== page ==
As retro gamers here, we are loving the recent trend in gaming nostalgia. Finally some appreciation for the past! It can be hard at times as an older gamer to try and explain to your generation Z and younger friends just how exciting games like Pong were, or why you will forever have Sonic the Hedgehog 2 tattooed on your heart. But worry not, the revolution has happened and the retro revolution is here!
National Video Game Museum, anyone?
For a start, the National Videogame Museum has recently opened in Sheffield. It offers a unique opportunity for visitors to not only learn about the rich history that the UK had in the development of the videogame industry that we know and love but also allows you to personally kick the butt of younger generations on your favourite retro games. Who could ask for more?
On their website they state:
Discover the past, present and future of play in a brand new, interactive, family-friendly museum.
Explore nearly a hundred different games, including some classics you grew up with and some you may have missed!
Learn about gaming culture, and the objects that represent it.
Create your own games, using our dedicated creation stations.
Well, I don’t know about you but we’re booking tickets as we type…
The History of British Video Gaming Documentary
The retro gaming abundance doesn’t stop there as giffgaff, the mobile phone network, has announced it’s first-ever documentary – The History of British Video Games. Produced in partnership with the newly opened National Videogame Museum mentioned above, the film celebrates the pioneering role British gamers have had in the industry since the 1980s.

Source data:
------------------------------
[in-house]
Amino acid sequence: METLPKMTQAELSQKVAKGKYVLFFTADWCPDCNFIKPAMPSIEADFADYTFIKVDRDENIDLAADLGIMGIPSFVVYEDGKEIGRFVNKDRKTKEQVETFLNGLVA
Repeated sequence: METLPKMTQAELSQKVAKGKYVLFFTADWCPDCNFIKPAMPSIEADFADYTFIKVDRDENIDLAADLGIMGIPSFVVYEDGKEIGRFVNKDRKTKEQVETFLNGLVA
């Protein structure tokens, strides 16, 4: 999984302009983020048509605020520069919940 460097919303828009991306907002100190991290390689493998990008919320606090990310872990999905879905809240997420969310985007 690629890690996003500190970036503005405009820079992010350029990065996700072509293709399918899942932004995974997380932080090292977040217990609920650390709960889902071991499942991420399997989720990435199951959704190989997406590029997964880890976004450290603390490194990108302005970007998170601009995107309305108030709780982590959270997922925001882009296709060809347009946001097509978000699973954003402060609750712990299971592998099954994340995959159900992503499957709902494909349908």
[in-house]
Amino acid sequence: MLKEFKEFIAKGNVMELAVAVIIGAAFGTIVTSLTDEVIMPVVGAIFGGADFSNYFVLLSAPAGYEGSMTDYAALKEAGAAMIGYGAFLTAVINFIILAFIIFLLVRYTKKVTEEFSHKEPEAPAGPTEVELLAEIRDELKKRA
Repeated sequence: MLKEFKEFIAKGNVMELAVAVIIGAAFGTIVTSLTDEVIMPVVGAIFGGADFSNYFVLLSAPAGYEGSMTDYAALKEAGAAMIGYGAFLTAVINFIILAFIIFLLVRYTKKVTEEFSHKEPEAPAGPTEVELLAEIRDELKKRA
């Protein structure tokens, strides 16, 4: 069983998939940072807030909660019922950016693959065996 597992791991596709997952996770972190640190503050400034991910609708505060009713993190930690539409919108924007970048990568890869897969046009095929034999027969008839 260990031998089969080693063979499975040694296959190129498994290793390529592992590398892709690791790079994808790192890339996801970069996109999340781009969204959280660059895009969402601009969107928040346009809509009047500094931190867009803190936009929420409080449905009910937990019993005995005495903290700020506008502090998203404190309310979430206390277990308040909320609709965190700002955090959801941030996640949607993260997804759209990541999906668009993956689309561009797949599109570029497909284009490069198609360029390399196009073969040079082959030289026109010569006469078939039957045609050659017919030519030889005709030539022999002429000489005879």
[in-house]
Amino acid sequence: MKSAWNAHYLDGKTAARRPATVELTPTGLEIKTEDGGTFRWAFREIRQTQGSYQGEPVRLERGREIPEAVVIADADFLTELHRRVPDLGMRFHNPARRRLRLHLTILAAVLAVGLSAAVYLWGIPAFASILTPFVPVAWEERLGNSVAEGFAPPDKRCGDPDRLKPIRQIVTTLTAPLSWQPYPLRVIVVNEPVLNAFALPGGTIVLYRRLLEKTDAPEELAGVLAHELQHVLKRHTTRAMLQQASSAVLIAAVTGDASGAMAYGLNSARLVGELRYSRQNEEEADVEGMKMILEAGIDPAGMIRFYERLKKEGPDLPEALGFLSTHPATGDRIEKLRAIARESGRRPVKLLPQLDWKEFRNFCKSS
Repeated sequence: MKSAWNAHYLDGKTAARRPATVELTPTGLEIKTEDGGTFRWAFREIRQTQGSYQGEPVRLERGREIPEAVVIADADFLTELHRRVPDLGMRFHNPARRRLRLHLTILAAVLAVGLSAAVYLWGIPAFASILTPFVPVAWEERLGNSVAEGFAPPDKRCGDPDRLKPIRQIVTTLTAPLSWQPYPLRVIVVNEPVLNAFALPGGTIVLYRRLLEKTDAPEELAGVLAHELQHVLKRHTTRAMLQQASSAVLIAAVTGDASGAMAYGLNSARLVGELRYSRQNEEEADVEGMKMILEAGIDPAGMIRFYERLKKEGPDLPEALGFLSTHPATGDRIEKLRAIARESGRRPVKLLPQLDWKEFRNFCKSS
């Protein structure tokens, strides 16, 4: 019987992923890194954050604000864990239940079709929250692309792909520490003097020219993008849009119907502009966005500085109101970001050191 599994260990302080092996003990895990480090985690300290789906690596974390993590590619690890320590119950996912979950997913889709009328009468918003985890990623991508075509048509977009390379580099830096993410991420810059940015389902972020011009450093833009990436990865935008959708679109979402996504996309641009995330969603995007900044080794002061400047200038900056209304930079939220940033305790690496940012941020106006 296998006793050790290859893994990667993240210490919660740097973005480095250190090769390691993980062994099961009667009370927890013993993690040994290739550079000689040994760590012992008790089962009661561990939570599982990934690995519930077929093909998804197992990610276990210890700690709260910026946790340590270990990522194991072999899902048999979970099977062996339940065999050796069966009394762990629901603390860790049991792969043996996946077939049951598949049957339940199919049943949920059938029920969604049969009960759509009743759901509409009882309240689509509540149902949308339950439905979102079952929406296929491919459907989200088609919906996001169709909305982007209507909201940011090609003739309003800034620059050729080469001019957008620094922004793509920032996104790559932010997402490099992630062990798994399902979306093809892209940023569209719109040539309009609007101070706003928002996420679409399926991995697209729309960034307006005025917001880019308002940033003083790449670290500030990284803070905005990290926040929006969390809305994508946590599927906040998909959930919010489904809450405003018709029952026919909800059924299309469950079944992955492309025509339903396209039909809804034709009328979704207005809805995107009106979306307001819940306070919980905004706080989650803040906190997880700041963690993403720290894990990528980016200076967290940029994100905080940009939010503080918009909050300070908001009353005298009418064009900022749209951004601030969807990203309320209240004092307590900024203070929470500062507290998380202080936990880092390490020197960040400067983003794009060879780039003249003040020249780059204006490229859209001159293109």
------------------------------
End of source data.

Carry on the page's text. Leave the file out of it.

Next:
Presented by Eurogamer’s Aoife Wilson, the film is the first-ever documentary to focus on the story of videogames in Britain and takes viewers on a gaming journey through the decades. Starting in the 1980s with the British made ZX Spectrum, before moving through the 1990s, into the 21st century where it examines the growth of mobile gaming and the increasing diversity in the industry.
The film also looks at future predictions for the gaming industry in Britain. The Oliver Twins, who began their gaming career at just 12 years old in the 1980s, believe the next revolution of games is just around the corner with live streaming set to play a big part in this.
The Oliver Twins said “The UK has been at the heart of the creative and technological revolution of video games since the early ’80s. The next revolution is just around the corner as games are streamed live from servers, which will lead to almost instant entry to thousands of online multiplayer experiences with lower entry costs.”
Also riding the wave of this gaming nostalgia have been the gaming companies themselves, the core three all launched micro devices within the past few years. The most recent being the September launch of the Sega Genesis, which is following on from 2016 when Nintendo launched their “NES Classic”. This was followed by the less successful “Playstation Classic”. So what exactly are these microsystems? Well…
What makes these special is that they are mico systems complete with the original games that made them famous. So here if your change to relive the history at home in your and creating some old memories around the old one. And, you don’t have to blow into a very old cartridge…
So let us know what you think about this recent trend in retro gaming. Do you play retro games with a family or discuss the history of gaming and your experience of it? We’d love to hear about your experiences if you do either below or on our social channels!